Hope’s HB.916 might be one of the best enduro mountain bikes we’ve tested but it does it in multiple different ways than most bikes. Not only is the whole semi-carbon framed bike and its components - apart from the plastic and rubber bits - made in-house in Hope’s Lancashire factory. It also uses radical geometry and a mid-pivot, chain idler suspension system. The result is a bike that looks outstanding and dominates the rowdiest trails in quietly understated but seriously quick style.
Design and geometry
The HB.916 is the third production MTB from Hope using a mainframe hand laid from UK-sourced carbon fiber in molds Hope has made themselves. Unlike the HB-130 and old HB-160 which used machined alloy rear ends, the HB.916 uses carbon rear stays bonded into alloy terminals. The mainframe gets ‘Butty Box’ internal storage underneath the single bottle cage mount and rubber protection on the down tube and rounds the drive side stay. A large alloy idler pulley with a metal chain guide sits rearwards of the raised main pivot point on the seat tube. The rear stays pivot around the rear axle in Trek ‘ABP’ or DW 'Split Pivot' style. A triangulated single-piece rocker drives the rear shock vertically downwards into a carbon split foot ahead of the bottom bracket.
Typically for Hope, all the machining is absolutely immaculate with the CNC machining marks still proudly left in place. Hope even make the entry plates for the internal control routing in-house and sections like the seat collar, rear axle collar, and pivot heads can be picked out in seven different (in-house obviously) anodized colors. The frame also comes in raw carbon (tested, £3,750 / €4,700 for frame headset and shock), neutral (black and white, £4,000 / €5,000), or Chameleon (oily rainbow, £4,250 / €5,300).
Hope offers the HB.916 in four sizes and it’s a sign of how radical the geometry is that we were perfectly happy riding an H2 (effectively medium) when we’d use a large size from most brands. That still got us a 470mm reach and 1254mm or 1262mm wheelbase depending on whether you run a headset with slack (63.2 degrees) or standard (64 degrees) head angle. The head angle stays the same across all sizes (reach changes by 20mm per size but seat angles get fractionally slacker from 78.2 to 77.5 degrees. All sizes have the same 440mm rear end but there’s a geometry flip chip on the linkage to equalize geometry when running a 27.5in rear wheel.
Components and build
As you might expect, Hope uses as much of its own componentry as possible including bar, stem, and Tech 4 V4 brakes with large, color-matched floating rotors. The wheels were Hope’s sturdy but heavy Fortus SC fitted with trail-weight Maxxis Assegai EXO and Minion DHR II EXO+ tires in medium MaxxTerra compound. Our sample had the optional Hope Evo crank upgrade on the SRAM GX Eagle transmission and you can also opt for wireless AXS gears with appropriate blanking plates. The HB.916 suspension ratios were designed to work with either air or coil suspension and Hope offers both Fox and Ohlins spec bikes. Our sample had an Ohlins TT Air shock controlling just under 160mm of rear wheel travel while the fork was an Ohlins RFX38 m.2 AIR. Siting the main pivot and rocket pivot mounts in front of seat tube lumps also leaves clearance for up to 210mm stroke versions of the OneUp Dropper post. Considering frame cost, complete bike costs are very reasonable, particularly in the UK and Hope also offers rolling chassis builds which you just add your chosen transmission to from £6,250 / €7,900 upwards.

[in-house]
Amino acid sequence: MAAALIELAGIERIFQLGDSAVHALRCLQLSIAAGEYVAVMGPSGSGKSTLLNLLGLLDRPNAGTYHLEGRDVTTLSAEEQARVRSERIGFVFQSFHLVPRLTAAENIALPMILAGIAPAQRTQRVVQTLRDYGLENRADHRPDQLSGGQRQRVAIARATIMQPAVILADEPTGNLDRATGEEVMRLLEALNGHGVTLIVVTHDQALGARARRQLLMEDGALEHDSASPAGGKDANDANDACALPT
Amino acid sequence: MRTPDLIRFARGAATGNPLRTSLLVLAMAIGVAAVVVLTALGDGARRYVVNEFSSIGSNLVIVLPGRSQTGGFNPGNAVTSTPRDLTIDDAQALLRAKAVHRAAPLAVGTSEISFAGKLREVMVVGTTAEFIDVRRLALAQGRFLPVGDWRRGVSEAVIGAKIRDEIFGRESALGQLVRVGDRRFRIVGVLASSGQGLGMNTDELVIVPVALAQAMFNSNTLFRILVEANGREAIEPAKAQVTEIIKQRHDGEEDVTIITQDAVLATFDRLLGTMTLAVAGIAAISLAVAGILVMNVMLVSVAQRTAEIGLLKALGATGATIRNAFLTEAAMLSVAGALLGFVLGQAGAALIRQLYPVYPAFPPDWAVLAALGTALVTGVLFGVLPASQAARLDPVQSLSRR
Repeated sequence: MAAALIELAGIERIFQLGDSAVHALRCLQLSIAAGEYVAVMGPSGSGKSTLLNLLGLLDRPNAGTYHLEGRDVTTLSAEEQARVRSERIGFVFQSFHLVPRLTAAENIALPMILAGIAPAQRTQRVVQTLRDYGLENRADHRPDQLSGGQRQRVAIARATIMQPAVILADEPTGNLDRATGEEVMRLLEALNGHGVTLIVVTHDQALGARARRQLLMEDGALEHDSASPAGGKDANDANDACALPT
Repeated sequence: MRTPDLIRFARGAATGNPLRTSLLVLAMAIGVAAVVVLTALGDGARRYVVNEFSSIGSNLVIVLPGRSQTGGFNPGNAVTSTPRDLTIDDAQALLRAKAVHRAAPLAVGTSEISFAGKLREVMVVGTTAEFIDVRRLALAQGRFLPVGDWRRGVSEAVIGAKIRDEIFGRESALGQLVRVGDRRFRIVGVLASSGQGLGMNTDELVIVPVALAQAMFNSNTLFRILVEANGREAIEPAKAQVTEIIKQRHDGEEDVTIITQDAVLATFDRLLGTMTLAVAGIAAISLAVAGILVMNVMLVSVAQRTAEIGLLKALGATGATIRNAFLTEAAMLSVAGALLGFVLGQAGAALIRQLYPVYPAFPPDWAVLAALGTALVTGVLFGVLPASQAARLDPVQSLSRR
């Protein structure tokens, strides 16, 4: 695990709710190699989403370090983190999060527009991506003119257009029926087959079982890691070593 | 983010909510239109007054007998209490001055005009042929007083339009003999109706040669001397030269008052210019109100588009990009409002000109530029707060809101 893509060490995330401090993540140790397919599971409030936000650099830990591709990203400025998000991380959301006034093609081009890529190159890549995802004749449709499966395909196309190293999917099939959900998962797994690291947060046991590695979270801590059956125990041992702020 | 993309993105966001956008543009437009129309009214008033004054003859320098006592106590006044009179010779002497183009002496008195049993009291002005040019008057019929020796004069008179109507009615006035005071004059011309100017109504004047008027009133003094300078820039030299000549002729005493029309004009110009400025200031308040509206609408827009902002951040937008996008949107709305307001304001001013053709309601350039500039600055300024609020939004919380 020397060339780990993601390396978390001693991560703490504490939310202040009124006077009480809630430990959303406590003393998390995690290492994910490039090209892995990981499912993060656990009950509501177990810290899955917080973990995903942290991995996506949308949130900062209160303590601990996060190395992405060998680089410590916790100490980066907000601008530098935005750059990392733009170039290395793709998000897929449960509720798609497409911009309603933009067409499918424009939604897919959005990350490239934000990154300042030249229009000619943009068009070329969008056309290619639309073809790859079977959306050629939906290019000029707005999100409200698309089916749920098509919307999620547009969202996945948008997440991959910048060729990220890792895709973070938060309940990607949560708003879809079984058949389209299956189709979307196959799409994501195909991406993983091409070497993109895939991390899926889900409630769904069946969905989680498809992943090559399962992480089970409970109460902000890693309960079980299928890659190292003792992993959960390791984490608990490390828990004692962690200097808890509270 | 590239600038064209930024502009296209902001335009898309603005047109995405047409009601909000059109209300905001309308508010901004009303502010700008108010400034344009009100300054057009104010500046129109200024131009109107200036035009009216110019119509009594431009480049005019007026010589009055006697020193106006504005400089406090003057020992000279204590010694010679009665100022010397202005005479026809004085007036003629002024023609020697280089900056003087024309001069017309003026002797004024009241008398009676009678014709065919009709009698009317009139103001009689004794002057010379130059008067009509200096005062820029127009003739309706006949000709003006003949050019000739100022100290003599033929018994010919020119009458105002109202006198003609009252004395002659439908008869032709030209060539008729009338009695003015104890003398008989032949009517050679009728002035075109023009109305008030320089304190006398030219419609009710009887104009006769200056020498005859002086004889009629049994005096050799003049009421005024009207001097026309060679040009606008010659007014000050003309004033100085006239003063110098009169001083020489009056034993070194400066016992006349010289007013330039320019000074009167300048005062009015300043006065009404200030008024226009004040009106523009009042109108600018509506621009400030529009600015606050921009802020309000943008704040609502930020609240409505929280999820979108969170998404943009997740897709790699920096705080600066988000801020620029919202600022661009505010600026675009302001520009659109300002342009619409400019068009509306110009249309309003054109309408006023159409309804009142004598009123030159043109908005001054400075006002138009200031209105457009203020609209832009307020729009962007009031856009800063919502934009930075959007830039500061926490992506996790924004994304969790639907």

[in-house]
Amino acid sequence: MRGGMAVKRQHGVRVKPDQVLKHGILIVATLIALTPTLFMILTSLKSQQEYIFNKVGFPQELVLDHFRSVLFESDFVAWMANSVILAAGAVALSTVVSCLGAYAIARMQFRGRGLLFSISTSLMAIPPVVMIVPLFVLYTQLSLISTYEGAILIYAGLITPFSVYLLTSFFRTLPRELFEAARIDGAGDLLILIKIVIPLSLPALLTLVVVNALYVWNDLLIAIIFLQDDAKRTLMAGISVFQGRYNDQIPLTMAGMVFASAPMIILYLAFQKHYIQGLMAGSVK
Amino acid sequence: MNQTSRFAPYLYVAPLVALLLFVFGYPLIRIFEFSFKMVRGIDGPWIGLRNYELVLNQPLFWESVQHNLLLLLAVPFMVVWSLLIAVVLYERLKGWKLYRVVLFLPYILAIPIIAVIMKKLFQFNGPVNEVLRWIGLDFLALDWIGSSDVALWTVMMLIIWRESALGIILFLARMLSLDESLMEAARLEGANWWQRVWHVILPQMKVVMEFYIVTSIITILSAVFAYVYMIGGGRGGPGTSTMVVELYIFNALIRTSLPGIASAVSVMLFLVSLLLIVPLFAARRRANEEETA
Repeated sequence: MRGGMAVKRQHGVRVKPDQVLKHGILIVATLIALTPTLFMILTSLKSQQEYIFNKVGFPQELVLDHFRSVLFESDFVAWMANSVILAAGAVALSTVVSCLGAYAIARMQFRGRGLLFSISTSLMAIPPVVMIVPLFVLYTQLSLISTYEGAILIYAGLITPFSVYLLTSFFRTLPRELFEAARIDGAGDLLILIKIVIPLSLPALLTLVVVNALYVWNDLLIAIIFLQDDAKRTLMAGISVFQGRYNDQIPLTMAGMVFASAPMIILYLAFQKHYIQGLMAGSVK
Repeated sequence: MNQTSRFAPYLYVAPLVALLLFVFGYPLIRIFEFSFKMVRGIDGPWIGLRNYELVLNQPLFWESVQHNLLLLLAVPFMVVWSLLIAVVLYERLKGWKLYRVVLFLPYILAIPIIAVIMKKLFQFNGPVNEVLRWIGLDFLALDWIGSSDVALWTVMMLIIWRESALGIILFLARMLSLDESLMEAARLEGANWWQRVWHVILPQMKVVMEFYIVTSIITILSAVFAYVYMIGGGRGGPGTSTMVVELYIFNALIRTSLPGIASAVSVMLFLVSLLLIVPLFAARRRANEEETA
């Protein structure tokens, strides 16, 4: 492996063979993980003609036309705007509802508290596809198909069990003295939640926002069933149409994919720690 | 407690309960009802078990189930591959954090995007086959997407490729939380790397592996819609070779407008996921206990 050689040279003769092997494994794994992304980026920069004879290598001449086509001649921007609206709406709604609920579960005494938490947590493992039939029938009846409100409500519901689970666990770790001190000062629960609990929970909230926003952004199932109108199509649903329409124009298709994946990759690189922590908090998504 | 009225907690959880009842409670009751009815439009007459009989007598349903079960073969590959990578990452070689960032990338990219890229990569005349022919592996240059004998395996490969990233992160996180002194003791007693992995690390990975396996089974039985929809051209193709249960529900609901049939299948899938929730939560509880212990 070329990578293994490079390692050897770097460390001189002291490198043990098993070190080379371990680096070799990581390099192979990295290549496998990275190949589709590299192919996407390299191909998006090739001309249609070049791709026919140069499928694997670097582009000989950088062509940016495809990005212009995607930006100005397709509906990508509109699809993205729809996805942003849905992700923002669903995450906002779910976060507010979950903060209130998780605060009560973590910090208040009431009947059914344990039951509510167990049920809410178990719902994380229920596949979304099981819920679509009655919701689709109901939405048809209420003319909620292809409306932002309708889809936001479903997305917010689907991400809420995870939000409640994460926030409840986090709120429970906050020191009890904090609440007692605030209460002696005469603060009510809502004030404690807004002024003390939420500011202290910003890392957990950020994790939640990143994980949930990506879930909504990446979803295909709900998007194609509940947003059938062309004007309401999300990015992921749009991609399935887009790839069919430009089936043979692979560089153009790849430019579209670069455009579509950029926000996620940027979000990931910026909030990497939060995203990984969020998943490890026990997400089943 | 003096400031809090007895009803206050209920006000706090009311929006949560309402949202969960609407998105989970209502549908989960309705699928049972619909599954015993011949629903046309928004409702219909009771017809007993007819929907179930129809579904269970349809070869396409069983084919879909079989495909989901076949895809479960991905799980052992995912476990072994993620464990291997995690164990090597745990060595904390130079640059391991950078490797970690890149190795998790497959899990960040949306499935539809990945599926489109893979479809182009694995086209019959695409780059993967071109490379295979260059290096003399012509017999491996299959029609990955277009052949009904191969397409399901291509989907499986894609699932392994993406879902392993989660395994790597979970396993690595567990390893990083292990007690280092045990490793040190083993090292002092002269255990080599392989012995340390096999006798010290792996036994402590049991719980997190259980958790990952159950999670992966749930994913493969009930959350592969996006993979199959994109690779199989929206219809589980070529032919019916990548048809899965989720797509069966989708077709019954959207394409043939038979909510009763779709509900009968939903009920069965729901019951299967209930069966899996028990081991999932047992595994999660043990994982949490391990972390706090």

Ride, handling and performance
Components obviously have a big bearing on how a bike feels and Ohlins shocks and forks have a distinctively connected and damped feel that sucks the HB.916 onto the ground straight away. The Fortus SC wheels are heavy and grounded in character too but even taking that into account the Hope feels like it’s got reinforced MaxxGrip compound tires on, not relatively light MaxTerra rubber. Add a bit of rumble to the chain feel as it goes over the idler and a compliant feel to the raised rear stays and the HB916 clearly isn’t designed to be a lively trail bike.
That’s not to say if can’t climb though. The structural compliance and a great balance between some pedal-to-ground feedback and the step/block swallowing idler cog/mid pivot means you can winch it up almost anything. While the super slack head angle can still wander, the steep seat angle makes it more biddable than most supertanker geometry gravity machines. If you sit in that same aggressively forwardly set saddle and spin a gear rather than stamping it’s stable under power too.
There's no escaping the 15.7kg weight and other factors soon eat into energy reserves if you keep insisting on grinding up steps and stupid slopes others are pushing up though. I also had to wind a lot of low-speed compression onto the rear damper to stop it from bouncing noticeably when we tried to hustle it out of the saddle. Hope unsurprisingly only offers bikes and partial builds with their own wheels of various types, so knowing that it felt considerably more alive and responsive with Santa Cruz Reserve Carbon wheels in for part of the test is only relevant if you’re building up a frameset. Interestingly while it’s generally a twist-and-turn tonic for more docile bikes, we felt using a mullet back wheel detracted more from the overall balance of the Hope than it added in dynamic gains, even on the super tight, steep Golfie trails in Innerleithen.